Plato & Medea

Topics: KILL, Gender, Greek mythology Pages: 3 (1101 words) Published: October 8, 1999
A&H Paper Number 1

Todd MacDowell

September 26, 1999

Prof. Waite

In ancient Greece women were viewed as many things. They were not viewed as equivalent to males by any means. Women were portrayed usually as submissive domestic, and controlled. They played supporting or secondary roles in life to men, who tended to be demanding of their wives, but expected them to adhere to their wishes. In the tragedy Medea, written by Euripides, Medea plays the major role in this story, unlike most Greek stories with women playing only minor roles, but she also demonstrates many behavioral and psychological patterns unlike any other Greek women. In Euripides' Medea the main character, Medea, Displays many traits that breakdown traditional Athenian misogyny by displaying her as proactive in taking her revenge, having cruel and savage passions, and being a very manipulative women.

Medea shows herself to be a proactive, determined woman who is ready to do what she has been planning throughout the story. In the begging of the book she starts to threaten revenge on her husband, Jason, "If I can find the means or devise to pay my husband back for what he has done to me…"(pg 9). Medea is just touching on her anger that she has built up within her for her husband. The traditional Athenian women would be mourning the loss of her husband, and may feel angry with him but would never swear to revenge him for his doings, and lastly actually do them. Women are usually portrayed in this situation being so dependent on their husbands that they will still do anything for him as so he will continue to help support the children and possibly his ex-wife.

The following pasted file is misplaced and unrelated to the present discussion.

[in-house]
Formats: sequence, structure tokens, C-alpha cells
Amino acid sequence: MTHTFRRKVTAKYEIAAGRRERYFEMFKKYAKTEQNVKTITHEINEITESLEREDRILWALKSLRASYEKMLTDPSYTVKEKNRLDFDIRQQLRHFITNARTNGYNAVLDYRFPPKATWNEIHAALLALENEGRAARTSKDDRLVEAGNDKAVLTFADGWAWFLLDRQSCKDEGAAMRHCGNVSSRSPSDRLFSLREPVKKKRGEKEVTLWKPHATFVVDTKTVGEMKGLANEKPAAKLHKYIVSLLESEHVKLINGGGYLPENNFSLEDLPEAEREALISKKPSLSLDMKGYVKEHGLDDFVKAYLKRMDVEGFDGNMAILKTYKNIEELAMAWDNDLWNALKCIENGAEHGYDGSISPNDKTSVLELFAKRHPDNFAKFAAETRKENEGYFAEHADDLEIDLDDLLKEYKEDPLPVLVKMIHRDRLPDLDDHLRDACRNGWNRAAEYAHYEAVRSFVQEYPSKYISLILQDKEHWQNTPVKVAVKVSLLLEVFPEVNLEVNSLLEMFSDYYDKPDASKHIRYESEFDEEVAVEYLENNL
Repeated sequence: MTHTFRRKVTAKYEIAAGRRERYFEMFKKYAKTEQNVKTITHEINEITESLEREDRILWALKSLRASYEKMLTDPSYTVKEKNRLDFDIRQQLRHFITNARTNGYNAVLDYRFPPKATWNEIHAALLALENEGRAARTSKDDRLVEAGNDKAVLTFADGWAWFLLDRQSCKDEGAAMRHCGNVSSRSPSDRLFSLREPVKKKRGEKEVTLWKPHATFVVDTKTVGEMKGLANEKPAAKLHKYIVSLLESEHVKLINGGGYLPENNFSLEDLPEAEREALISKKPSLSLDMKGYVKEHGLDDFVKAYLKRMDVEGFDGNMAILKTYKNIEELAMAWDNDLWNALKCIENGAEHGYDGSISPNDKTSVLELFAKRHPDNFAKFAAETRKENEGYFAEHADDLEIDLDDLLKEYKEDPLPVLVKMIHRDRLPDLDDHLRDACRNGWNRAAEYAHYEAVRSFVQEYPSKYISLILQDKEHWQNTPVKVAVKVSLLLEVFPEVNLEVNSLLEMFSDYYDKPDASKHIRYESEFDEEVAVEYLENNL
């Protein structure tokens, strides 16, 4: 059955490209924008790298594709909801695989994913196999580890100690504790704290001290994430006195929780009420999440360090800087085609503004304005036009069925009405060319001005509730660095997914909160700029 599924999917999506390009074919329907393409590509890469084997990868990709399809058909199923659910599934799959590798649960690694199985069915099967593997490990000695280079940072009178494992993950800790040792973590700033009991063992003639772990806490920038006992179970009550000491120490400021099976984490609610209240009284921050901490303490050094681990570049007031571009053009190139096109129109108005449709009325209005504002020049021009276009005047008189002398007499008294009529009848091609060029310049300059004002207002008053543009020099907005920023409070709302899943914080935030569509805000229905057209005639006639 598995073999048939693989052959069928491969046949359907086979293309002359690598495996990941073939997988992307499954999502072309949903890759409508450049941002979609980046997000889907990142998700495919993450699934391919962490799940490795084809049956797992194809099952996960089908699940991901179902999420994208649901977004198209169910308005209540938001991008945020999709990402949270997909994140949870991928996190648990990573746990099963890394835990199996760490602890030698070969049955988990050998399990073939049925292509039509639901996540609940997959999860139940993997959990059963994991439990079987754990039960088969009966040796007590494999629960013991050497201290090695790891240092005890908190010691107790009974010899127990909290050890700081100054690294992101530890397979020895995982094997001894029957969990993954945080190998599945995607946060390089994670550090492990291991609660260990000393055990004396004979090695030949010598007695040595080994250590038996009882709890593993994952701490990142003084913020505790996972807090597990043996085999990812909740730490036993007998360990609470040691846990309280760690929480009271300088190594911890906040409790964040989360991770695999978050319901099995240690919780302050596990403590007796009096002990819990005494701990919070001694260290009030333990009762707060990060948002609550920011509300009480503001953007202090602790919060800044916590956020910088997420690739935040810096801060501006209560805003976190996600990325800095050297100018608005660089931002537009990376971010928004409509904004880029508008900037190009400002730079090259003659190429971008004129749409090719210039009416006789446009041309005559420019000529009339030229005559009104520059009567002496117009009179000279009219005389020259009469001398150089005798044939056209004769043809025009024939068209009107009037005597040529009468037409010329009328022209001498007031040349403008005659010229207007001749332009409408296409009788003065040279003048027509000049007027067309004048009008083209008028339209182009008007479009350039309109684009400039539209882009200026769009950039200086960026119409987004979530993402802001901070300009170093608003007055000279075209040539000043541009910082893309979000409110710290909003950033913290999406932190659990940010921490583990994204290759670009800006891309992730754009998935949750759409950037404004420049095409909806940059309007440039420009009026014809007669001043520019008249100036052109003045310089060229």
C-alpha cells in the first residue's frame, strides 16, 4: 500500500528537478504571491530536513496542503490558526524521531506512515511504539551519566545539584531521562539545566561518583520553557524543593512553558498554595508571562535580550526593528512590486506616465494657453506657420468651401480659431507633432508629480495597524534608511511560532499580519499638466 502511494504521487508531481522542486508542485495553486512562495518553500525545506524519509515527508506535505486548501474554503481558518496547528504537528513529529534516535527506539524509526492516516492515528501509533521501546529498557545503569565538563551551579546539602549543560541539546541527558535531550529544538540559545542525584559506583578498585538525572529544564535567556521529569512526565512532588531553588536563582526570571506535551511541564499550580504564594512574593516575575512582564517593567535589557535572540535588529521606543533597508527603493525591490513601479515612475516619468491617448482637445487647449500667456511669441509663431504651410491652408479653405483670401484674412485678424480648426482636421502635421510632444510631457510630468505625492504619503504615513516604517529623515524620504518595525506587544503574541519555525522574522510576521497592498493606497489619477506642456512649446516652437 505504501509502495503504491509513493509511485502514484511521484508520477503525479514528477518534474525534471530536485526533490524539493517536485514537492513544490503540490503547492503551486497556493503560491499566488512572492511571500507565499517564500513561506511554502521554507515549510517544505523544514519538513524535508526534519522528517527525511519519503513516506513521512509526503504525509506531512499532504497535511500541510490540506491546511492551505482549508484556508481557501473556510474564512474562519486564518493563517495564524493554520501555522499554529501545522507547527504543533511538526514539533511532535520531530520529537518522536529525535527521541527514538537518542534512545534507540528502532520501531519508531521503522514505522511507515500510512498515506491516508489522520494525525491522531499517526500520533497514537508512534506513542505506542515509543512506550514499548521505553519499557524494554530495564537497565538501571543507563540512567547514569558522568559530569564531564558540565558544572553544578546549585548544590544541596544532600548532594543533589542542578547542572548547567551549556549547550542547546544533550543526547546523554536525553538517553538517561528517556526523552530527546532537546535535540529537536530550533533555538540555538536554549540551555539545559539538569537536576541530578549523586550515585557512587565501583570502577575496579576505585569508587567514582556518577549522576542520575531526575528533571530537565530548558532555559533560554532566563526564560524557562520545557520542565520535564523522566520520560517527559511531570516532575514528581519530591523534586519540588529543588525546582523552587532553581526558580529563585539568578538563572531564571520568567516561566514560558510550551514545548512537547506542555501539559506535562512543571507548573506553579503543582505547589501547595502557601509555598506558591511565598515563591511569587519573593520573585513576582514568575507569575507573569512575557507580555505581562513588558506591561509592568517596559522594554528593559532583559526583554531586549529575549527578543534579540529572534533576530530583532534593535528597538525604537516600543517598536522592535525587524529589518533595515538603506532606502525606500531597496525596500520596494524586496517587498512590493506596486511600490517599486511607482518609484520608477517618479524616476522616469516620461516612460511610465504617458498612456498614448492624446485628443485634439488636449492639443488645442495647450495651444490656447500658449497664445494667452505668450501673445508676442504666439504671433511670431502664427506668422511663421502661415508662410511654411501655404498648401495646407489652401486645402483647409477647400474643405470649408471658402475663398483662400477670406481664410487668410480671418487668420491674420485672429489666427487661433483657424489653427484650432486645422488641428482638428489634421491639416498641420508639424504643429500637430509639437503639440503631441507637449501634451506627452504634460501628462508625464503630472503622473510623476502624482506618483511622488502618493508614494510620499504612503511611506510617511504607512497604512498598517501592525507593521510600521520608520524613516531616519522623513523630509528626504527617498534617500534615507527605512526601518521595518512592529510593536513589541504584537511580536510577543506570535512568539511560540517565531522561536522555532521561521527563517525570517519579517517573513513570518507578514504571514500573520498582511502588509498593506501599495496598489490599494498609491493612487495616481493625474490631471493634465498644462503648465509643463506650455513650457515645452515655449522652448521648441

Medea when she decides it is time for her to kill her children struggles with the idea for a minute, "…do not be a coward, do not think of them, and how you are their mother…Oh I am an unhappy women."(Pg 40). This is how a traditional Athenian woman would think, but she would be unable to commit to her...
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